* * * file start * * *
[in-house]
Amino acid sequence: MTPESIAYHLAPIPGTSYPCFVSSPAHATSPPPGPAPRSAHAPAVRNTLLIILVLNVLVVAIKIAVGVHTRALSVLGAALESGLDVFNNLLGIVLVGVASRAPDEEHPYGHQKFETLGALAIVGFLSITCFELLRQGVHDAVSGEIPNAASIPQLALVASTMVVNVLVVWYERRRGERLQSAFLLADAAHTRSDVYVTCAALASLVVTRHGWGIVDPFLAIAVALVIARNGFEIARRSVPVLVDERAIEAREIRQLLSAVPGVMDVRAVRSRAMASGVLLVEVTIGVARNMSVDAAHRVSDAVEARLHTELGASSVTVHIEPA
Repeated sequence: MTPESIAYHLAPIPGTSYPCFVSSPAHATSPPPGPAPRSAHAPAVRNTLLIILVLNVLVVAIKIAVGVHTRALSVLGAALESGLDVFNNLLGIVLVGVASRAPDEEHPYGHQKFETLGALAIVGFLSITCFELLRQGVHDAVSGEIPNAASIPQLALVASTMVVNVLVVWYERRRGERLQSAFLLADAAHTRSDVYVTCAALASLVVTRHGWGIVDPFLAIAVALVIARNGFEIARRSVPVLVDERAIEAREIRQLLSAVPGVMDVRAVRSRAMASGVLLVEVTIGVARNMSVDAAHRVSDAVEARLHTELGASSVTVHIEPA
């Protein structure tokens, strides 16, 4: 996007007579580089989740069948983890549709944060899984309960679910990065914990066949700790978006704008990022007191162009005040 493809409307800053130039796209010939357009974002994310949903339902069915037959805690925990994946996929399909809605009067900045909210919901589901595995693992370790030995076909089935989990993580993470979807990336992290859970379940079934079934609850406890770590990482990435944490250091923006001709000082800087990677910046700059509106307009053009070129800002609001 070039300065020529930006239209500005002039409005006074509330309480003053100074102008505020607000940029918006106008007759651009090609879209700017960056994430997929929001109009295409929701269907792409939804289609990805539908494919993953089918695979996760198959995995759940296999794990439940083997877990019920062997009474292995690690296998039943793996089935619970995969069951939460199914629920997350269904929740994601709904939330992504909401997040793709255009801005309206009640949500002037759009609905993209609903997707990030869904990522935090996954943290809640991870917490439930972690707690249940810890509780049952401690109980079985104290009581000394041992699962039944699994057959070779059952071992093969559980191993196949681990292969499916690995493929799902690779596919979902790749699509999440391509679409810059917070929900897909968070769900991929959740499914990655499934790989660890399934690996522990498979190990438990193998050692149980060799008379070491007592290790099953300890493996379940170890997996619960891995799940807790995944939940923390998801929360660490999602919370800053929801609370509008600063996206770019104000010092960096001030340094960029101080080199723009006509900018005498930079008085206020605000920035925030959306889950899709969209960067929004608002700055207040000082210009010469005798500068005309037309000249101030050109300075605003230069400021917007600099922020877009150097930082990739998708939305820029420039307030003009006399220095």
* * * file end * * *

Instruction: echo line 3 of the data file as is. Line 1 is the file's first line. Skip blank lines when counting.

Repeated sequence: MTPESIAYHLAPIPGTSYPCFVSSPAHATSPPPGPAPRSAHAPAVRNTLLIILVLNVLVVAIKIAVGVHTRALSVLGAALESGLDVFNNLLGIVLVGVASRAPDEEHPYGHQKFETLGALAIVGFLSITCFELLRQGVHDAVSGEIPNAASIPQLALVASTMVVNVLVVWYERRRGERLQSAFLLADAAHTRSDVYVTCAALASLVVTRHGWGIVDPFLAIAVALVIARNGFEIARRSVPVLVDERAIEAREIRQLLSAVPGVMDVRAVRSRAMASGVLLVEVTIGVARNMSVDAAHRVSDAVEARLHTELGASSVTVHIEPA